My American Dream: 26. The Pain of Surgery

by Harijan

There was blood everywhere.

It was on the surgeon’s glasses.

On my gloves and gown.

On the surgery drapes.

On the floor.

In the abdomen.

There was even other people’s blood hanging from the pole which the anesthesiologist replenished in quarts.

You see, the human body need the liver to provide the clotting factors to stop bleeding. When the liver doesn’t work anymore, bleeding doesn’t stop. In medicine, we call this hepatic coagulopathy, clotting disorder arising from liver disease – or in the case of patient on the operating table, missing a liver.

I was in a liver transplant operation. This was the very first time I scrubbed into an operation.*

By taking out the bad shriveled up liver from hepatitis C, we took away what little ability the body had to clot. Unfortunately, the liver connects to some very large blood vessels.

This operation also happened to be at 2AM on a Saturday night. Despite the surreal view of human body in the deepest cavity and the blood, I was falling asleep with my eyes open.

The old senior surgeon and the junior resident surgeon did not seem as tired. They had focus and objective. Even at 2am in the morning, their hands moved faster than my eyes can follow.

Clamp, cut, tie, tie.

I just helped by retracting other organs from getting into the field of view and did my best to stay awake.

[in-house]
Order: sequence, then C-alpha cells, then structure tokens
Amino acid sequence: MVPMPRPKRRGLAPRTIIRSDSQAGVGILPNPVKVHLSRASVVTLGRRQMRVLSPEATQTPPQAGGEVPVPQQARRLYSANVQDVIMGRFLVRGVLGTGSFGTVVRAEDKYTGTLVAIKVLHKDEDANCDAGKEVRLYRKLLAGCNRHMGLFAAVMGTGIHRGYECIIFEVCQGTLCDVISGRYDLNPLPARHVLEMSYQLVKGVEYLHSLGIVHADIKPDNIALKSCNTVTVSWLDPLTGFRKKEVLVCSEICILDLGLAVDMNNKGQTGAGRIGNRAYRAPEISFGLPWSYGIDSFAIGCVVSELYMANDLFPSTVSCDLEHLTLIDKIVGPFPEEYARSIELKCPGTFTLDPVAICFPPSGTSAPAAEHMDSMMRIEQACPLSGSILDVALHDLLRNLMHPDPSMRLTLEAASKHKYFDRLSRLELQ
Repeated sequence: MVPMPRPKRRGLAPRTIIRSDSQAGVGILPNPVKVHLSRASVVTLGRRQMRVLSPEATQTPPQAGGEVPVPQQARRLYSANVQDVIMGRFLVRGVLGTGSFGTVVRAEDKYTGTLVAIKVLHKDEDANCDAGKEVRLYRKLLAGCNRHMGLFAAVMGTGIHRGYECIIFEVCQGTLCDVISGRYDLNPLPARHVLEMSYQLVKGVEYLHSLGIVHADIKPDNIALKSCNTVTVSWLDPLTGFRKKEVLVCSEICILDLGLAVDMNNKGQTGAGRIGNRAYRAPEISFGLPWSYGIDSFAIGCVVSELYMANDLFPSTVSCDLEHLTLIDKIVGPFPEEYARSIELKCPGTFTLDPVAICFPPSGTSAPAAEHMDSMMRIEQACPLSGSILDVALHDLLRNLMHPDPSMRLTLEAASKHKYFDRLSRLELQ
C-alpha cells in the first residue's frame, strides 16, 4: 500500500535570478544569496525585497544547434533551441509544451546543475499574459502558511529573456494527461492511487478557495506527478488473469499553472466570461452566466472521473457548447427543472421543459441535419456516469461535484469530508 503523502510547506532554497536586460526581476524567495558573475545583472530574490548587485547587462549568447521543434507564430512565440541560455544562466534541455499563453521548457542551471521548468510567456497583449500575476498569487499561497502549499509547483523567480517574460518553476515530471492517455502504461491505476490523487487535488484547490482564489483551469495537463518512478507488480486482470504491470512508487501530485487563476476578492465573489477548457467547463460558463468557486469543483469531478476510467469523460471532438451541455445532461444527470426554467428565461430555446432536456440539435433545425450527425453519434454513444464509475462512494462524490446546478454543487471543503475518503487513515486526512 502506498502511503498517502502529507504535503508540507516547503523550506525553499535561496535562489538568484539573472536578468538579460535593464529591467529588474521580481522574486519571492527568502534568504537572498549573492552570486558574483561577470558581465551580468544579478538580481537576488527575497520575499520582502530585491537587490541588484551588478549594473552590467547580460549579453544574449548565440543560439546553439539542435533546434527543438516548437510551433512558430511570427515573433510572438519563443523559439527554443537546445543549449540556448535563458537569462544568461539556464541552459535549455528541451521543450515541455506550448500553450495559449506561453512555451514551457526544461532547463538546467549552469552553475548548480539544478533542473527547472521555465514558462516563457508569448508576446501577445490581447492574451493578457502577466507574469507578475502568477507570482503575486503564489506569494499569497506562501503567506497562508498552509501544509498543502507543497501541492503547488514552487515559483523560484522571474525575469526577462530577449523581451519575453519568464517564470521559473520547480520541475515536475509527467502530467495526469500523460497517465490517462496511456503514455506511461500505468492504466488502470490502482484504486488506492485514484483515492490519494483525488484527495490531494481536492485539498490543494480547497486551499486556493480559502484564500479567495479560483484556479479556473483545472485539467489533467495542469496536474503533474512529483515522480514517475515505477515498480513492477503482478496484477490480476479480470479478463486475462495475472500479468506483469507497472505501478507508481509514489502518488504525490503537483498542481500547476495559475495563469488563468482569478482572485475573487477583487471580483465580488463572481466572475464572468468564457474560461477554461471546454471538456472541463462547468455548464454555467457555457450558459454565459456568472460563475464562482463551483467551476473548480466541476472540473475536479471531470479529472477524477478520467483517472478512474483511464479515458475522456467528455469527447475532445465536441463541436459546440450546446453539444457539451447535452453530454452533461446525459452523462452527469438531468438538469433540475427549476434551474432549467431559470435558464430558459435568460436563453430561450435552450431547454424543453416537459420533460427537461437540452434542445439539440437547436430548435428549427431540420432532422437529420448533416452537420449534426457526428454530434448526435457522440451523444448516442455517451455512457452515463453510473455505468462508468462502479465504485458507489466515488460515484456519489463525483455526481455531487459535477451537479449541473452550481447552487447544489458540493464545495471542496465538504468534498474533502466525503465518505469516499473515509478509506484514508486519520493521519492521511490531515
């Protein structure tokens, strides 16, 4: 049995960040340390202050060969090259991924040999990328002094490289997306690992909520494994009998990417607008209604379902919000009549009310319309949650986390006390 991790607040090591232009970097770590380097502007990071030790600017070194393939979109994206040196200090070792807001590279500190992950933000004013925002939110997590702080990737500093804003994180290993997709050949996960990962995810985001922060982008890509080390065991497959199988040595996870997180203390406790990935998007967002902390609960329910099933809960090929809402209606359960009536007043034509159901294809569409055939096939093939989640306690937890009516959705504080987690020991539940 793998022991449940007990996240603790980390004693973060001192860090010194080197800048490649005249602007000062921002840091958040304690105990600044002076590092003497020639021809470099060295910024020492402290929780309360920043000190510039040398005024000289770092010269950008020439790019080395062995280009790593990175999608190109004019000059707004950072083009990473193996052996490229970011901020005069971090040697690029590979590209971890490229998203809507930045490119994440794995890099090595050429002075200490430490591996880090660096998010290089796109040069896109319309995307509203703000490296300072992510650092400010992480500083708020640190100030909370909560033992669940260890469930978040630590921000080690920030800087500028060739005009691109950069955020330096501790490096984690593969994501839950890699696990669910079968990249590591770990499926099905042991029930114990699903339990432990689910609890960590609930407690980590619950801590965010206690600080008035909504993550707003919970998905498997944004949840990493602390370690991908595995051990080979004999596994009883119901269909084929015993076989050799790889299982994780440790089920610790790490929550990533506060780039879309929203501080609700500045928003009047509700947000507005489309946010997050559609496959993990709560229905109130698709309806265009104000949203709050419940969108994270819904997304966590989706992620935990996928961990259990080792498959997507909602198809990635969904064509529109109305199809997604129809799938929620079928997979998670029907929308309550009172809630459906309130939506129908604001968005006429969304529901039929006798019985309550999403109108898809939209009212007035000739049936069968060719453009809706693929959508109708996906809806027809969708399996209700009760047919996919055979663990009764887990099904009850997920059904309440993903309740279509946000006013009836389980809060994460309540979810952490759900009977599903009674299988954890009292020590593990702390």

The liver went in. They connected all the pipes back together. Though all the blood vessels were tied, they still seem to continue to bleed. I couldn’t fathom how a body could live through that experience.

With the blood still oozing from the depth of the abdominal cavity, the two surgeons closed the surgical incision and sent the patient to the intensive care unit.

Driving home after that sublime experience, I thought it insane people stay up so late to do these kinds of surgery. It was definitely something that I did not think much about. I did not think I could do it myself if someone’s life depended on me.

I got home. I was exhausted. My feet ached. My back was destroyed. It was so nice to lay horizontal and make truce with gravity. My mind drifted into sleep despite the hallucination of anesthesia machine beeping to the rhythm of my own heart and my mind to the imagery of blood.

I saw the old surgeon a few days later.

“How’s Mr. Krietzki doing?”

The old surgeon said, “we had to take him back the next day to stop a bleeding vessel. I was hoping it would stop spontaneously. But… it didn’t.”

He gave a shrug, ‘what else can we really do?’

—-

That was four years ago. I was barely done with first year medical school then. Now I’m a surgical intern.

A week ago, a patients came into the hospital on a Friday night with severe abdominal pain. We had to go to the operating room urgently at 11am. He had a hernia in which a piece of omentum was stuck. The operation took 2 hours and I ended up driving home at 2 AM.

As I drove home, it was no longer a surreal experience anymore. It was a result of my desire to provide good care to that person. I was still just as tired, but I also had ownership of what I had done. Despite the bodily pain and mental exhaustion, it was what I wished to do. Despite all the sacrifices I had to make to be there, it pleased me to see the patient feel better when he finally woke up.

Again I fell asleep, hallucinating to the beating sound of the anesthesia machine. This time, it sang a lullaby as I drifted into sleep.

Beep, Beep, Beep…

*To scrub in means to wash one’s hands and arms meticulously then get into a sterile gown and glove without touching anything else.

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